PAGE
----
Tess Recordon

British Landscapes

19 June - 10 July 2013

Private View:
Saturday 22 June 6:30-8:30pm

Tess Recordon’s solo exhibition Tess Recordon: British Landscapes is the culmination of a year’s exploration of some of the wilder, less visited spots of the British Isles.

After completing two major landscape series inspired by India, China and Japan for her acclaimed solo shows at The Nehru Centre, Indian High Commission, London (2011) and Trinity Hall, Cambridge (2009), Tess felt a strong pull to turn her attention closer to home.

‘I wanted to explore the unseen on our doorstep – wild places like Dartmoor and Northumberland that we often bypass en route to somewhere else. And to capture the amazing light quality and variety of landscape we have – every hour you travel in Britain, the landscape is different, and the light changes in that hour too.’

So Tess embarked on a year-long ‘stay-cation’ of short trips around Britain on foot and bicycle, often alone. She found herself climbing mountains to experience the cold and snow, walking St Cuthbert’s Way in slow stages, and generally immersing herself in the landscapes of Cornwall, Dartmoor, The Lake District, Northumberland and Scotland, before returning home to her Cambridge studio to paint from memory.

In the field, Tess spends the days walking, sometimes cycling, absorbing the smells and sounds. Moving meditation, as it were. Indeed, if there’s nobody around, she’ll sit and meditate for a while too. She doesn’t sketch on location or take photos, as her interest is in opening herself up to the essence of a place, and her response to it over time, rather than literal rendition of topography.

‘I’m fascinated by the subconscious mind and how memory works. If you start sketching, you’re editing right from the start. Give yourself some time and distance, and you often find something apparently insignificant comes to the fore as the essence of a place. Similarly, the thing about photos is that the camera chooses a specific perspective, viewpoint, but in reality our eye doesn’t see this way.’

Tess makes notes in the evenings, or when she gets home. And finding ‘smell and touch better than any visual prompt’ she’ll often bring back small aide memoires – a fern, a bit of moss. ‘I just have to smell a pine cone to be transported back to Holkham beach, walking on the sand, never quite reaching the sea, beneath huge Norfolk skies, pine trees in the dunes.’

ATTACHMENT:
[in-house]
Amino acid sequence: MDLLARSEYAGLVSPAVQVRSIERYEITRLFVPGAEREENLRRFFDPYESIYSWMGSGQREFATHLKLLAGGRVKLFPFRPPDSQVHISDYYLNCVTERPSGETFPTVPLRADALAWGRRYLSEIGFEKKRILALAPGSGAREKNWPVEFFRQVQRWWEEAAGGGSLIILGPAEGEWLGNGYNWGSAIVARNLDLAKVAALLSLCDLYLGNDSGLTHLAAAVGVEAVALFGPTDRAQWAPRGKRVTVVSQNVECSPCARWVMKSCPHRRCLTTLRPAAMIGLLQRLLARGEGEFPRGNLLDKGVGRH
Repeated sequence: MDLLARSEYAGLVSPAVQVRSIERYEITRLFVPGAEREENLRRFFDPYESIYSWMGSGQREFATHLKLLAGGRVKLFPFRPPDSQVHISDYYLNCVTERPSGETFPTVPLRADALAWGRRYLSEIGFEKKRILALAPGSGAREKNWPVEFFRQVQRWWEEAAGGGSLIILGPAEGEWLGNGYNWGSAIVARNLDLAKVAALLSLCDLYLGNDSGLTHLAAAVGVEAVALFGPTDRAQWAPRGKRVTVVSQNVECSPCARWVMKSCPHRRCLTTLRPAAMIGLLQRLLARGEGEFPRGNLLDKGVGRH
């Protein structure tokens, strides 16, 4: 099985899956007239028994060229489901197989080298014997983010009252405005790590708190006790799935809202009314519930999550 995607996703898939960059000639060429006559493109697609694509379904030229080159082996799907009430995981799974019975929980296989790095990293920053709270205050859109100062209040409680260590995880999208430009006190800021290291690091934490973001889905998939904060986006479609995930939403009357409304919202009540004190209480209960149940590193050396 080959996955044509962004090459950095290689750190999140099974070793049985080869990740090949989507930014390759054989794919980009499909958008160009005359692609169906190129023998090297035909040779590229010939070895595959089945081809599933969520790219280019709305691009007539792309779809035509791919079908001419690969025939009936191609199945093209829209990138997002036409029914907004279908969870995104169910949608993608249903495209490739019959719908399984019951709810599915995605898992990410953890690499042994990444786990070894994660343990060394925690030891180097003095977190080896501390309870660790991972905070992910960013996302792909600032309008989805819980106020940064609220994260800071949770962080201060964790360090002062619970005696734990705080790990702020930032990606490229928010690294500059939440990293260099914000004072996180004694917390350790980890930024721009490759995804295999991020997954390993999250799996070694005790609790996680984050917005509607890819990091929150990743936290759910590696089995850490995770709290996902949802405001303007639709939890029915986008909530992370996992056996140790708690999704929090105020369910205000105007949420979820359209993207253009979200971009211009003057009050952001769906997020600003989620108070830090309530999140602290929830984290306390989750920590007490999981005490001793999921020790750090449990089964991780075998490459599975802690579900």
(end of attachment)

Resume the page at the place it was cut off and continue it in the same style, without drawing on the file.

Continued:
Each painting can take Tess weeks, even months to develop. She uses a combination of oil paint and solid pigment to build up layers of textural information - ‘I get through a lot of pigment! I can spend hundreds of pounds at Cornelissen’s (artists’ materials store on Great Russell Street, London)!’

‘I pour paint and neat pigment from jars, I don’t use brushes except to mix the colours – I like the sense of energy, being open to chance or the unconscious mind. And for the action of painting to be seen in the finished canvas.’

Tess had been dreaming of visiting Kielder ever since a friend told her it had more clear skies than anywhere else in the UK. ‘Literally dreaming of it, for years! And the strange, marvellous thing is that when I finally got there earlier this year, it was actually as I’d imagined it in my dreams.’

Tess Recordon at work in her Grantchester, Cambridge, studio

Click here to view online gallery of paintings in this exhibitionTess_Recordon_-_British_Landscapes_gallery.html
Click here for details of commissioning a paintingTess_Recordon_-_commissions.html

Limited Edition giclée prints will be available for many of the paintings in this exhibition:
please enquire at the gallery
or by email